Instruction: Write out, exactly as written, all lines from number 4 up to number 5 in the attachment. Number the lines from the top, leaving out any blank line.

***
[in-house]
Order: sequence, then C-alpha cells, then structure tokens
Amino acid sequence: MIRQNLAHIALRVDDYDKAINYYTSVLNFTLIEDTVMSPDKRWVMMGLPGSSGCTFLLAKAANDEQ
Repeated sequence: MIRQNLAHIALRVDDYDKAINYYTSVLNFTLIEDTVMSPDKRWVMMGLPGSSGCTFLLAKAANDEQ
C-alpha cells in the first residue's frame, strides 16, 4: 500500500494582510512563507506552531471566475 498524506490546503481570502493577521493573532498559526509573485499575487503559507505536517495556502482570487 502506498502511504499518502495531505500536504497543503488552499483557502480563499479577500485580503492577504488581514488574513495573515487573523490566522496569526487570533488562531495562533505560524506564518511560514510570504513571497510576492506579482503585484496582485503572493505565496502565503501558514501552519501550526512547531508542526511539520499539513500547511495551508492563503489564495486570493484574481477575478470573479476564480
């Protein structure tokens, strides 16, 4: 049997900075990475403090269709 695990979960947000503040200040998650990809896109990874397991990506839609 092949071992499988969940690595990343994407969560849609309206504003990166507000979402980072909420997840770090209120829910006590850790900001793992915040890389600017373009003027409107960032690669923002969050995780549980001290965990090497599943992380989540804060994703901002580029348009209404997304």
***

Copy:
Repeated sequence: MIRQNLAHIALRVDDYDKAINYYTSVLNFTLIEDTVMSPDKRWVMMGLPGSSGCTFLLAKAANDEQ
C-alpha cells in the first residue's frame, strides 16, 4: 500500500494582510512563507506552531471566475 498524506490546503481570502493577521493573532498559526509573485499575487503559507505536517495556502482570487 502506498502511504499518502495531505500536504497543503488552499483557502480563499479577500485580503492577504488581514488574513495573515487573523490566522496569526487570533488562531495562533505560524506564518511560514510570504513571497510576492506579482503585484496582485503572493505565496502565503501558514501552519501550526512547531508542526511539520499539513500547511495551508492563503489564495486570493484574481477575478470573479476564480